Quick Freshes are our regular Sunday notes on the homeschool week ahead. Pick one or two (or more!) of the items below each week and use them to enrich your homeschooling schedule. Add your name to our free mailing list to get posts like these delivered right to your mailbox each week. Visit our River Houses calendar page to print your own homeschool calendars and planners for the entire year.
🇺🇸 OUR STATE-OF-THE-WEEK is Maryland, and our COUNTRIES are Brunei 🇧🇳, Bulgaria 🇧🇬, Burkina Faso 🇧🇫, and Burundi 🇧🇮. (Our separate Sunday States & Countries post for the week went up just a few minutes ago.)
🌔 THE MOON at the beginning of this week is gibbous and waxing — a good time for moon watching! You can explore the night sky and the features of the moon in your recommended backyard astronomy guide and your homeschool world atlas, and you can learn a host of stellar and lunar facts on pages 371–386 in your almanac. Browse through our many astronomy posts for even more.
🗓 TODAY, Sunday (17 October 2021) — Today is the 290th day of 2021; there are 75 days remaining in this common year. Learn more about different kinds of modern and historical calendars on pages 387–393 in your River Houses almanac. 📚 On this day in 1777, one of the most important days in the course of the American Revolution, British General John Burgoyne surrendered his entire army at Saratoga, New York. 🇺🇸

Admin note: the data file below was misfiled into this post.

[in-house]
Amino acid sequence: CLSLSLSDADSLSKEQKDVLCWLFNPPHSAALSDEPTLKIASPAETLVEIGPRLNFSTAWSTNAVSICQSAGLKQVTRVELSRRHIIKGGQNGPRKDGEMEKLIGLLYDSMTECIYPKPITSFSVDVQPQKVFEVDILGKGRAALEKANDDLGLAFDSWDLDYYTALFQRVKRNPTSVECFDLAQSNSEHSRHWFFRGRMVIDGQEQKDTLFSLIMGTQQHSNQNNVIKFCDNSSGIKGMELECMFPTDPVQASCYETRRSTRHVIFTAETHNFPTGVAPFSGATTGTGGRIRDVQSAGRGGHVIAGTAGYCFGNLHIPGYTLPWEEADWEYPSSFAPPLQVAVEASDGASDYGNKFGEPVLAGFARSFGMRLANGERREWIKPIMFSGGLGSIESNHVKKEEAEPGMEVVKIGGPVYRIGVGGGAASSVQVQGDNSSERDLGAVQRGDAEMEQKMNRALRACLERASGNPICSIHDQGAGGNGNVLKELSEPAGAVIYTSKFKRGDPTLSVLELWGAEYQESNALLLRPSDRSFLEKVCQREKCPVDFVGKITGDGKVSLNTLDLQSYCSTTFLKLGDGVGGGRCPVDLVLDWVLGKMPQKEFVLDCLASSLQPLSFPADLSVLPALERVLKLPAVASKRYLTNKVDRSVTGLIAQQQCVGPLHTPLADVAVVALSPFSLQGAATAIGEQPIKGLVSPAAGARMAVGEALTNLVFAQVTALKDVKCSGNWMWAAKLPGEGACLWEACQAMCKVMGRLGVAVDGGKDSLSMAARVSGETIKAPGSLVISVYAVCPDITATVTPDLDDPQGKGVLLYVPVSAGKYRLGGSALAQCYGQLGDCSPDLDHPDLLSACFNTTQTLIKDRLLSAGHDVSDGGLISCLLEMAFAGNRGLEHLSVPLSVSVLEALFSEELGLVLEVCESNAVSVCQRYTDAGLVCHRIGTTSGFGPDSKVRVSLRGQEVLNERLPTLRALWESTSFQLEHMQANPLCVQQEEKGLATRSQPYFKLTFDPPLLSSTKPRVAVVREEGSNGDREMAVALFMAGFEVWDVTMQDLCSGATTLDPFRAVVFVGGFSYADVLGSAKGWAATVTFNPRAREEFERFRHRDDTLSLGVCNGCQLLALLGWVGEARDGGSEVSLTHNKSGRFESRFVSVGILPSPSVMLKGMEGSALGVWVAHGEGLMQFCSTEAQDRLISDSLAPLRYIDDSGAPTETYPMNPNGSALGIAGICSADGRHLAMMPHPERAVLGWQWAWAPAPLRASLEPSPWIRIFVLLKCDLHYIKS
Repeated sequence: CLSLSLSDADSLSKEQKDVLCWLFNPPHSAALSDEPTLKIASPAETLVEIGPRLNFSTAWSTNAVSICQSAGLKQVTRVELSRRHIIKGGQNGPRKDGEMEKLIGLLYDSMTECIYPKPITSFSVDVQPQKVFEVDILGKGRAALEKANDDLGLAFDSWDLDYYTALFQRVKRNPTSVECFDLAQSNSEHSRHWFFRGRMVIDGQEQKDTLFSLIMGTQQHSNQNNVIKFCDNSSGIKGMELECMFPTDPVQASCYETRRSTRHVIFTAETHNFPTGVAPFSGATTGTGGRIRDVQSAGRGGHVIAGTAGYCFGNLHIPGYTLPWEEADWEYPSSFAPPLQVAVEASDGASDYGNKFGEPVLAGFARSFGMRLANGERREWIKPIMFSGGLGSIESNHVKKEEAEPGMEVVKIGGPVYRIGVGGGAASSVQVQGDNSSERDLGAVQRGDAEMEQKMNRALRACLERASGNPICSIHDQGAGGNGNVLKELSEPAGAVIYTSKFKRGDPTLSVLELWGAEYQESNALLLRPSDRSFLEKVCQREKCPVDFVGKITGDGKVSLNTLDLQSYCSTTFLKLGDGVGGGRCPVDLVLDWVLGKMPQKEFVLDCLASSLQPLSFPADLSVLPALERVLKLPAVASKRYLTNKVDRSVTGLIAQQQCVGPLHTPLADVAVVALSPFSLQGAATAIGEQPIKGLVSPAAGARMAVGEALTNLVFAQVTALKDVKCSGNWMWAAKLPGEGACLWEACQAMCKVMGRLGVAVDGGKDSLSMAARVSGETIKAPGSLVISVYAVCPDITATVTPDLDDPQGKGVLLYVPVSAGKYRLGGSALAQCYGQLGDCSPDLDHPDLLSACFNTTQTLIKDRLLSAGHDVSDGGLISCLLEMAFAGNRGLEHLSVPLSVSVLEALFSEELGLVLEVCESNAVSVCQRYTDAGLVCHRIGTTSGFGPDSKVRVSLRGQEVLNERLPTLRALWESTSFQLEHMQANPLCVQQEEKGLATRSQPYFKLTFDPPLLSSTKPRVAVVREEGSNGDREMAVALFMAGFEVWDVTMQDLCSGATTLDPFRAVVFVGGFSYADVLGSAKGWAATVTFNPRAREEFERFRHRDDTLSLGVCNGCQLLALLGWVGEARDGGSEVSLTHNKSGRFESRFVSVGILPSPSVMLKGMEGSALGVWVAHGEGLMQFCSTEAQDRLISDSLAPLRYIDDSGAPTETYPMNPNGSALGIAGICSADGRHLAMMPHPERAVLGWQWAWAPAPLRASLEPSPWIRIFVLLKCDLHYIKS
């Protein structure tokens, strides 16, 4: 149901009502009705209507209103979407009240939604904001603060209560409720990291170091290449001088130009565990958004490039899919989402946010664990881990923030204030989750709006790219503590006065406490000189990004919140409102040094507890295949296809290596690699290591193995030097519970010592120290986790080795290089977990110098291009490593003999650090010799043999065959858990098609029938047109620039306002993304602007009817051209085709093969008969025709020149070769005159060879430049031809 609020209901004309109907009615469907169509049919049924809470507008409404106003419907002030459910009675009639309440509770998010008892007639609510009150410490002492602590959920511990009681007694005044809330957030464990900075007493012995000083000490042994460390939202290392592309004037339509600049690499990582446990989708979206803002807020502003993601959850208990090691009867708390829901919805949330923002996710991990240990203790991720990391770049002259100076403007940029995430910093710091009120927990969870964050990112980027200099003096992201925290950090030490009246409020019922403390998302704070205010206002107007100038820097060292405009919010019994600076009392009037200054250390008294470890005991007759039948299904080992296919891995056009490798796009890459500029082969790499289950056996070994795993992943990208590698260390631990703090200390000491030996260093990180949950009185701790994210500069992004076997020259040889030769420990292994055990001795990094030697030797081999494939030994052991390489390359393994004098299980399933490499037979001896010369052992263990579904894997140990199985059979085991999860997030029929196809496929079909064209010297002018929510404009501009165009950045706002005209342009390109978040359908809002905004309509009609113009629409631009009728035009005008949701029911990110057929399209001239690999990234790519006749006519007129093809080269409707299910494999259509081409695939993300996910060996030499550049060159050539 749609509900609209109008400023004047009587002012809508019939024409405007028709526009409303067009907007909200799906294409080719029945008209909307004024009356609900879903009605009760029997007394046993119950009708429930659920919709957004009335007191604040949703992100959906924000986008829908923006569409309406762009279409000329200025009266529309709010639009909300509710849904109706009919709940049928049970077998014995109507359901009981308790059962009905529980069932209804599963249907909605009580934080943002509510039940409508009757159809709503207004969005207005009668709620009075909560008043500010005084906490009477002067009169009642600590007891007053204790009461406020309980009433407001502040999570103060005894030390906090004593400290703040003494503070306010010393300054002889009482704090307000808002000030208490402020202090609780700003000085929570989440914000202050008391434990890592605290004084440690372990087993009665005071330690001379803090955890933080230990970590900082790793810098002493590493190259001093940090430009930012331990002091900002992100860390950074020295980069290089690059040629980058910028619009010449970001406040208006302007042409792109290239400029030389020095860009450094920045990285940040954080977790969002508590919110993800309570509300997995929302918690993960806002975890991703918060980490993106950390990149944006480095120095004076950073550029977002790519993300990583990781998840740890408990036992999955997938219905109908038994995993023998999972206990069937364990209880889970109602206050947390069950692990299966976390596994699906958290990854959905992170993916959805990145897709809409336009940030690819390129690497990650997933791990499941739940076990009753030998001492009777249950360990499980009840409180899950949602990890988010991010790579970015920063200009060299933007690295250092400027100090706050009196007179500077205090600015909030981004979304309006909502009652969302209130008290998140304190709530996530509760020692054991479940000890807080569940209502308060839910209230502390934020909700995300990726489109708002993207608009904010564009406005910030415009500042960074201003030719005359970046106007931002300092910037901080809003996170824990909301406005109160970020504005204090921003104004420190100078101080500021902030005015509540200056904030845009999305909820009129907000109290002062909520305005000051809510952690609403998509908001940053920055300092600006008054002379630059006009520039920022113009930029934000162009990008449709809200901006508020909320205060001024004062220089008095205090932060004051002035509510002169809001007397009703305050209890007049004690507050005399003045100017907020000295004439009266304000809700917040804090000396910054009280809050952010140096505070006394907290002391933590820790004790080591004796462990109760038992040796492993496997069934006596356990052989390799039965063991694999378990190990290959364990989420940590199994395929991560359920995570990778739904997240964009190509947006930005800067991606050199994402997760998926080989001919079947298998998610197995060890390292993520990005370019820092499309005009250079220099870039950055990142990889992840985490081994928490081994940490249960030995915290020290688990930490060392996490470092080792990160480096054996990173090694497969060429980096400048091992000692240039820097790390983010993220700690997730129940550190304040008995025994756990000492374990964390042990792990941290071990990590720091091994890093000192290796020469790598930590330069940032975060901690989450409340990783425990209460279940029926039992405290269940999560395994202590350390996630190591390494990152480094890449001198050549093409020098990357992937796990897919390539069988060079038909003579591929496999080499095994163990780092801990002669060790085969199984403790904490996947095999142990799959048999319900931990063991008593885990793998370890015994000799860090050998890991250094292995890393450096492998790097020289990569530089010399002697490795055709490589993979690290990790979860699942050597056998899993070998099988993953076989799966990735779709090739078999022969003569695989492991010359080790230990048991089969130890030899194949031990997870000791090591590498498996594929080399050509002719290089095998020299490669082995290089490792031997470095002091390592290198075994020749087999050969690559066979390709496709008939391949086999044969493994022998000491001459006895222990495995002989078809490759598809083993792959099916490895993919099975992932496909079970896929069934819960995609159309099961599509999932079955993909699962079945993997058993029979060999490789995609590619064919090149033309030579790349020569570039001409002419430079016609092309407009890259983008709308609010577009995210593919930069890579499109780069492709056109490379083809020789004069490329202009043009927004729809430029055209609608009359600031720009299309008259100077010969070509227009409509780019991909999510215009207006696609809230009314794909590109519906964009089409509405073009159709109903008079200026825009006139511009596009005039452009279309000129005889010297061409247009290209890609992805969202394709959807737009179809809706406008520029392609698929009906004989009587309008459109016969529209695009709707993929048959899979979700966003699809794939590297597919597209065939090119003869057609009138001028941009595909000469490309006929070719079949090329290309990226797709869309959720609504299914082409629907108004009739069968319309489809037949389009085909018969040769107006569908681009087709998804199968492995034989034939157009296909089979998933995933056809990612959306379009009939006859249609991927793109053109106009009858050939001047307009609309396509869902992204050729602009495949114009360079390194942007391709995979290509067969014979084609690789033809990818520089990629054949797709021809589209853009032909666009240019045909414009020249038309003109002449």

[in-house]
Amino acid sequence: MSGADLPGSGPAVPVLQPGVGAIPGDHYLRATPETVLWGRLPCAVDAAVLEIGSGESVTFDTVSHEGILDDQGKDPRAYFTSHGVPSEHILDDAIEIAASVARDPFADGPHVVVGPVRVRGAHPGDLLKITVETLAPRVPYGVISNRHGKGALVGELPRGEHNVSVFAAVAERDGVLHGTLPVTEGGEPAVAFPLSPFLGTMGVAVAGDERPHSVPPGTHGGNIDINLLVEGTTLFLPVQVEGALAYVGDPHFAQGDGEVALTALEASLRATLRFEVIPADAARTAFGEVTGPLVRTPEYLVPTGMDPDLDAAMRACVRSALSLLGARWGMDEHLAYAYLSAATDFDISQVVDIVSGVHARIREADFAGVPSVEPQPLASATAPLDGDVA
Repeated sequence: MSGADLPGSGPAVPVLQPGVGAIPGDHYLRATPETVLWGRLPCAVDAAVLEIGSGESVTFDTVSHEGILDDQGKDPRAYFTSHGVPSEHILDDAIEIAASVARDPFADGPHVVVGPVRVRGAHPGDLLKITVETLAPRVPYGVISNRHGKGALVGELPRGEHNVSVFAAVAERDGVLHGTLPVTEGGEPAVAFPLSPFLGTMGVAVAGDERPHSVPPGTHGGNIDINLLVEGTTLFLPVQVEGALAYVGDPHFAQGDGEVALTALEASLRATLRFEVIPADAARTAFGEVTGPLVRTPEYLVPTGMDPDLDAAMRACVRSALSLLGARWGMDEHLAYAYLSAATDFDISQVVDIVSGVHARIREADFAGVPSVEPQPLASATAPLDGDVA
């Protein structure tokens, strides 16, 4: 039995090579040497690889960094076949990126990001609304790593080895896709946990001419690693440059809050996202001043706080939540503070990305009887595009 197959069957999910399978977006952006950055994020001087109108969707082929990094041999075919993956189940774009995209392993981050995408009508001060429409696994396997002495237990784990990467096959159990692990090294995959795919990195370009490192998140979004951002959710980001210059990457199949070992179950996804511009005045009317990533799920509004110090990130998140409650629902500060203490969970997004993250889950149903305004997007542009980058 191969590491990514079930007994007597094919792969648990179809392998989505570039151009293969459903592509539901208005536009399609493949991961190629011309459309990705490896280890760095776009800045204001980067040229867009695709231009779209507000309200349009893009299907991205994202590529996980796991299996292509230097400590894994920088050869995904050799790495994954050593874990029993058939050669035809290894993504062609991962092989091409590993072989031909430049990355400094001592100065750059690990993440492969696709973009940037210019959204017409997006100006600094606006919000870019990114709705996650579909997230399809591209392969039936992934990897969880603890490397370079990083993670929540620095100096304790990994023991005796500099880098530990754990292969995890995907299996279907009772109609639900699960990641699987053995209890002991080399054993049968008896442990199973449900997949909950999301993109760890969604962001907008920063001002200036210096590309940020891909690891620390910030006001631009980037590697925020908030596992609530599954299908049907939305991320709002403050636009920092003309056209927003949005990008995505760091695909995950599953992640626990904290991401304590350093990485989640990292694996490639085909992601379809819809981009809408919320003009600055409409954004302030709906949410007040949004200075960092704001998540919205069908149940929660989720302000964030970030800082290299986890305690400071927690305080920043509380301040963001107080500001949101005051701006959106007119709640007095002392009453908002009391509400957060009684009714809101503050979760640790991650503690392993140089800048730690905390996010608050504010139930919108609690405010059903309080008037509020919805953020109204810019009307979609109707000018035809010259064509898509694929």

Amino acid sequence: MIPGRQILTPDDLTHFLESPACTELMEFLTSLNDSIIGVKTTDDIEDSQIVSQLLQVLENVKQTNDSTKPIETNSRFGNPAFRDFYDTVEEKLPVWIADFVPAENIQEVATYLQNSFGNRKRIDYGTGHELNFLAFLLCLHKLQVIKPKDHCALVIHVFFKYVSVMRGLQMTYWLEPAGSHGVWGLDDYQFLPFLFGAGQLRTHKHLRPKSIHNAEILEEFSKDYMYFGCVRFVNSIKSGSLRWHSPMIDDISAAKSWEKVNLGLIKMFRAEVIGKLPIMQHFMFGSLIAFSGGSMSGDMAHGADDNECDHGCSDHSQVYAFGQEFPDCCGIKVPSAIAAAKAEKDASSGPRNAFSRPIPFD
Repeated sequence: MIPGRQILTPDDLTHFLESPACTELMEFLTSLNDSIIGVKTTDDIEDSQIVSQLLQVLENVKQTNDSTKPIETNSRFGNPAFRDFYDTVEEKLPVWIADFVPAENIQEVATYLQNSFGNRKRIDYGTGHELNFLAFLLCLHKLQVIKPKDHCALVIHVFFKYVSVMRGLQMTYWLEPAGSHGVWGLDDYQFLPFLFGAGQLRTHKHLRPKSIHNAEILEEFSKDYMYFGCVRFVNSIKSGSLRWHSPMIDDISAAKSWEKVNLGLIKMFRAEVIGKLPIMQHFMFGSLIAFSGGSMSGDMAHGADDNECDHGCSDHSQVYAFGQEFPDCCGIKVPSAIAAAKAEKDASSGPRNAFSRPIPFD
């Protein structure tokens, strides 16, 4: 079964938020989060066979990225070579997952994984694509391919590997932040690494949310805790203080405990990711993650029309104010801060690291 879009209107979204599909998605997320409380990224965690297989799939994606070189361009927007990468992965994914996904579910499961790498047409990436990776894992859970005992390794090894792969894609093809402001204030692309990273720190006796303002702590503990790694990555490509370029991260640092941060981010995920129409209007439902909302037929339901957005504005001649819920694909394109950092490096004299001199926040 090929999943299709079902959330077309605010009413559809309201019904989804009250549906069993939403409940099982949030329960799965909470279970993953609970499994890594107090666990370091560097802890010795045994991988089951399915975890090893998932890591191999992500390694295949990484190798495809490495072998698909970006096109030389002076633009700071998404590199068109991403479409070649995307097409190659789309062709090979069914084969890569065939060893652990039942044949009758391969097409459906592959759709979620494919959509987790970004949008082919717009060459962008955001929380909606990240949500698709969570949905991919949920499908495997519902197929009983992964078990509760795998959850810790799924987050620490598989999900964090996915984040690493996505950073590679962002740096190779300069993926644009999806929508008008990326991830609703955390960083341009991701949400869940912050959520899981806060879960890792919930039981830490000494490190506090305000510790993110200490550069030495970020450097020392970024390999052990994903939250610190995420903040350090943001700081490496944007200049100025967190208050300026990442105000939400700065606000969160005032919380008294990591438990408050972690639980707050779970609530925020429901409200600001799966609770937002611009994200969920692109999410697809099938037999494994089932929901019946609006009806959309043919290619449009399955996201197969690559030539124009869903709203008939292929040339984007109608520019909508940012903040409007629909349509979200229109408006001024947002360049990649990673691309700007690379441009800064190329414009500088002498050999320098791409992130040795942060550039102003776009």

Monday (18 October 2021) — The great American novel Moby-Dick by Herman Melville was first published on this day in 1851 in London (sic). 🐳 And today is the birthday of the great rock-and-roll pioneer Chuck Berry (1926–2017). 🎸
Tuesday (19 October 2021) — Today is the birthday of Sir Thomas Browne (1605–1682), author of some of the most luminous prose in the English language. ⚱️ And on this day in 1781 at Yorktown, Virginia, British forces under the command of Lord Cornwallis surrendered to George Washington and Comte de Rochambeau, effectively ending the American Revolution. 🕊
Wednesday (20 October 2021) — Today is the birthday of the architect Sir Christopher Wren (1632–1732), who rebuilt much of central London after the Great Fire of 1666. 🏛 And on this day in the year 1803, the United States Senate ratified the Louisiana Purchase. 🇺🇸 Our Wednesday tour of World Heritage Sites this week will take you to the Rila Monastery in Bulgaria. 🇧🇬 And, there’s a full moon tonight, so that means we’ll have a report on student research opportunities from the River Houses Lunar Society. 🌕
Thursday (21 October 2021) — Today is the birthday of the great English poet Samuel Taylor Coleridge (1772–1834). 🖋 And since we talked a lot about apples last week, it’s only fitting to note that today is celebrated as Apple Day in the United Kingdom. 🍎